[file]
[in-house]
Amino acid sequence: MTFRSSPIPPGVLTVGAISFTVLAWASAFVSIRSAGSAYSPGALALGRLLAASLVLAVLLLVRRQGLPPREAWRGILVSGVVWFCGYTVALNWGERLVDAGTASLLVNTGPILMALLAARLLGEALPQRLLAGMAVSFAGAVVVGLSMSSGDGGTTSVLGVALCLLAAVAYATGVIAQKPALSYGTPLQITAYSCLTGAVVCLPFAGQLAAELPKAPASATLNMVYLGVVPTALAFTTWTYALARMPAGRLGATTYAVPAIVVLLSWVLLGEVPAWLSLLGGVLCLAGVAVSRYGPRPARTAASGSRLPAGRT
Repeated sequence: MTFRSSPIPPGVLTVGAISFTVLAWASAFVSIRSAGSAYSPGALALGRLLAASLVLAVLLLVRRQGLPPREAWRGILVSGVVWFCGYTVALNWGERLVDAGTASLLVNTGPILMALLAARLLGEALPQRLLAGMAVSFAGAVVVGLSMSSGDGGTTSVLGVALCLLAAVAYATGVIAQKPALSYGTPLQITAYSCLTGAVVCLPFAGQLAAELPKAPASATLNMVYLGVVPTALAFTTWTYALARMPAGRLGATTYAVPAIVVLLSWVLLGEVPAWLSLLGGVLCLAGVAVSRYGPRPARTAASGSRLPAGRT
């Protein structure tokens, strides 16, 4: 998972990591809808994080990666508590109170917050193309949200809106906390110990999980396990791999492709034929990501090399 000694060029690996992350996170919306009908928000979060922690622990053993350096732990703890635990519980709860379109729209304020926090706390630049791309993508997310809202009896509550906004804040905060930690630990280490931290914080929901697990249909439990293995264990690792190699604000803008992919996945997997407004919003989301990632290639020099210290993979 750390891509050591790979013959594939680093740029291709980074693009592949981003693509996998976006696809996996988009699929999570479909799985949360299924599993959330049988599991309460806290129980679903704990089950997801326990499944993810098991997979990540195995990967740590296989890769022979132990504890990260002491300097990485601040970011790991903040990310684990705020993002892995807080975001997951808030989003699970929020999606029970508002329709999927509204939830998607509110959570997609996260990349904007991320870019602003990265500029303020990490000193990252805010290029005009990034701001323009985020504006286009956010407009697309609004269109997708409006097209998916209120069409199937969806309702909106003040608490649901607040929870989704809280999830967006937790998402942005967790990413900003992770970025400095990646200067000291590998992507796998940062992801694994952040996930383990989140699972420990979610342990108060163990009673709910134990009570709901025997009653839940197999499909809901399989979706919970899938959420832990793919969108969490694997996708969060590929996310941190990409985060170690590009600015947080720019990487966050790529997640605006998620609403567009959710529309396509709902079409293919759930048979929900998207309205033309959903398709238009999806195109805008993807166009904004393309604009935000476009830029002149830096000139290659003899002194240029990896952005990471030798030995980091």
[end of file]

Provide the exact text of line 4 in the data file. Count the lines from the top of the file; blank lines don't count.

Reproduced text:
């Protein structure tokens, strides 16, 4: 998972990591809808994080990666508590109170917050193309949200809106906390110990999980396990791999492709034929990501090399 000694060029690996992350996170919306009908928000979060922690622990053993350096732990703890635990519980709860379109729209304020926090706390630049791309993508997310809202009896509550906004804040905060930690630990280490931290914080929901697990249909439990293995264990690792190699604000803008992919996945997997407004919003989301990632290639020099210290993979 750390891509050591790979013959594939680093740029291709980074693009592949981003693509996998976006696809996996988009699929999570479909799985949360299924599993959330049988599991309460806290129980679903704990089950997801326990499944993810098991997979990540195995990967740590296989890769022979132990504890990260002491300097990485601040970011790991903040990310684990705020993002892995807080975001997951808030989003699970929020999606029970508002329709999927509204939830998607509110959570997609996260990349904007991320870019602003990265500029303020990490000193990252805010290029005009990034701001323009985020504006286009956010407009697309609004269109997708409006097209998916209120069409199937969806309702909106003040608490649901607040929870989704809280999830967006937790998402942005967790990413900003992770970025400095990646200067000291590998992507796998940062992801694994952040996930383990989140699972420990979610342990108060163990009673709910134990009570709901025997009653839940197999499909809901399989979706919970899938959420832990793919969108969490694997996708969060590929996310941190990409985060170690590009600015947080720019990487966050790529997640605006998620609403567009959710529309396509709902079409293919759930048979929900998207309205033309959903398709238009999806195109805008993807166009904004393309604009935000476009830029002149830096000139290659003899002194240029990896952005990471030798030995980091």